Quick post on how to setup a NFS Server on Ubuntu and how to setup a mount point on the client side to interact with the NFS Server.

Server Side:

In this post will be the IP of our NFS Server.

$ apt update && sudo apt upgrade -y
$ sudo apt-get install nfs-kernel-server nfs-common -y

Create the Directory for NFS and set permissions:

mkdir /vol
chown -R nobody:nogroup /vol

Allow Access for the Clients:

We need to set in the exports file, the clients we would like to allow:

  • rw: Allows Client R/W Access to the Volume.
  • sync: This option forces NFS to write changes to disk before replying. More stable and Consistent. Note, it does reduce the speed of file operations.
  • no_subtree_check: This prevents subtree checking, which is a process where the host must check whether the file is actually still available in the exported tree for every request. This can cause many problems when a file is renamed while the client has it opened. In almost all cases, it is better to disable subtree checking.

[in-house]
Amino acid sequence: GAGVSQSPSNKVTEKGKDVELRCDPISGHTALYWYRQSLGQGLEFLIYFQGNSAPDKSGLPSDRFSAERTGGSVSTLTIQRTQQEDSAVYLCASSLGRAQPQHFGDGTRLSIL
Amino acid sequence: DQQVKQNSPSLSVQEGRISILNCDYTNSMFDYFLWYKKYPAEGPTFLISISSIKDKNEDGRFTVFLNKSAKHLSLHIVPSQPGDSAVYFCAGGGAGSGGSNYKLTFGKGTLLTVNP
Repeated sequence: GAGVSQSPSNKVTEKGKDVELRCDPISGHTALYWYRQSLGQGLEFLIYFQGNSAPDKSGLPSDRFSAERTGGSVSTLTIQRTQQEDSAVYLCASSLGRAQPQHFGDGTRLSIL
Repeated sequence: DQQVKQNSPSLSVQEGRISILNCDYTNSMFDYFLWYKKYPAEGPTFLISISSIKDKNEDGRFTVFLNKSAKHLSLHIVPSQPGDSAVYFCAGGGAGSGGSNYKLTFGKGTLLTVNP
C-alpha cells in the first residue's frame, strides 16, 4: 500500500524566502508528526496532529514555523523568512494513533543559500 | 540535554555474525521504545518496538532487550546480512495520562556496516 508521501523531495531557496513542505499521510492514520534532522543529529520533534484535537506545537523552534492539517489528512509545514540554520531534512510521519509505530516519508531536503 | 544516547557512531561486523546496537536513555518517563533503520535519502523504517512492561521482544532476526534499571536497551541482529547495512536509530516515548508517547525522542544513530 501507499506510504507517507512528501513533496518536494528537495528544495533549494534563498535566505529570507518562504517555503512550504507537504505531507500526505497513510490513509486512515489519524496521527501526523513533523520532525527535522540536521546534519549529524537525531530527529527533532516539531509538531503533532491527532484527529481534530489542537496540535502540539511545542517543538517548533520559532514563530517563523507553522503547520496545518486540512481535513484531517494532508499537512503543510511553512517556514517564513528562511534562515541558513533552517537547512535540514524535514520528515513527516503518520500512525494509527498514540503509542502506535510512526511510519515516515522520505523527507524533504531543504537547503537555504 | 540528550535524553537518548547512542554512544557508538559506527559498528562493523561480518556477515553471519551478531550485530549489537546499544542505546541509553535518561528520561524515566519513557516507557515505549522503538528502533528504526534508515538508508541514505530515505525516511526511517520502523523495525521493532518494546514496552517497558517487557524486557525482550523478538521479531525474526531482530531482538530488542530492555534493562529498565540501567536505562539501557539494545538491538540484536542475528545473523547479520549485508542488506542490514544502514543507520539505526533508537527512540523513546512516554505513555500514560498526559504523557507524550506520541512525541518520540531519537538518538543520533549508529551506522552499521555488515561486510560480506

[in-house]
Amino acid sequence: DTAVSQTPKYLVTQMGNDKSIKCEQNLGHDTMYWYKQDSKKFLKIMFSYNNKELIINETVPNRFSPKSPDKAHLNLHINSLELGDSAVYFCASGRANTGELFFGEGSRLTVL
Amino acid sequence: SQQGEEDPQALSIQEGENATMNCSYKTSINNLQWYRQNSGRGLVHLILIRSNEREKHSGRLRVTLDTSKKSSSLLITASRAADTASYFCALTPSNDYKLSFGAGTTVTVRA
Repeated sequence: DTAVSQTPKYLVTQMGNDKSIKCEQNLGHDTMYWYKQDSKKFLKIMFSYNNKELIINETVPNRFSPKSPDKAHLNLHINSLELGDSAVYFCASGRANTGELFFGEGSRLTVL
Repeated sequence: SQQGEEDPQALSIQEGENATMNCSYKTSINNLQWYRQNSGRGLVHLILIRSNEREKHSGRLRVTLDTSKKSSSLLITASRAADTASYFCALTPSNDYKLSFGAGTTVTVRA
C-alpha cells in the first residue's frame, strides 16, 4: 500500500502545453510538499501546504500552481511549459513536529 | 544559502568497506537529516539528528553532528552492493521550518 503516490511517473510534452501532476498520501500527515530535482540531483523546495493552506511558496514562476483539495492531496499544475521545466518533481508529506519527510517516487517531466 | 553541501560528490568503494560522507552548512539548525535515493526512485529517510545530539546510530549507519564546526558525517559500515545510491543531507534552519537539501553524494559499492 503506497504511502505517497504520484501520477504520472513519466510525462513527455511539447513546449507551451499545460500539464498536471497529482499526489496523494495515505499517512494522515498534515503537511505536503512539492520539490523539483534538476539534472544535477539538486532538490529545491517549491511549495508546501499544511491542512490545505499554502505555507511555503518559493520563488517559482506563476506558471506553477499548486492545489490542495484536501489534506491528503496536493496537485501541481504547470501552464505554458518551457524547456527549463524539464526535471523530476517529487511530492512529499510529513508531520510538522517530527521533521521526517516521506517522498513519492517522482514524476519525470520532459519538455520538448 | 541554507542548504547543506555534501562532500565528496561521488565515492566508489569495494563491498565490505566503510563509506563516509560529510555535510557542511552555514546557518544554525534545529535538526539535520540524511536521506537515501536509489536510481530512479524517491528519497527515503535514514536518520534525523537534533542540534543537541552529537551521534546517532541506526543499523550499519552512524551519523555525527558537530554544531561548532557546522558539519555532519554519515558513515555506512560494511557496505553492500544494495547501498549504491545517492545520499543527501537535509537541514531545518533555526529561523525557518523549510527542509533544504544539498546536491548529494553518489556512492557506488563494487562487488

• In order for the containers to be able to change permissions, you need to set (rw,async,no_subtree_check,no_wdelay,crossmnt,insecure,all_squash,insecure_locks,sec=sys,anonuid=0,anongid=0)
$ echo '/vol,sync,no_subtree_check),sync,no_subtree_check),sync,no_subtree_check)' >> /etc/exports

Start the NFS Server:

Restart the service and enable the service on boot:

$ sudo systemctl restart nfs-kernel-server
$ sudo systemctl enable nfs-kernel-server

Client Side:

We will mount the NFS Volume to our Clients /mnt partition.

Install the dependencies:

$ sudo apt-get install nfs-common -y

Test if we can mount the volume, then unmount it, as we will set the config in our fstab:

$ sudo mount /mnt
$ sudo umount /mnt
$ df -h

Set the config in your fstab, then mount it from there:

$ sudo bash -c "echo ' /mnt nfs auto,nofail,noatime,nolock,intr,tcp,actimeo=1800 0 0' >> /etc/fstab"
$ sudo mount -a
$ df -h

Now you shoule be able to write to your NFS Volume on /mnt from your client.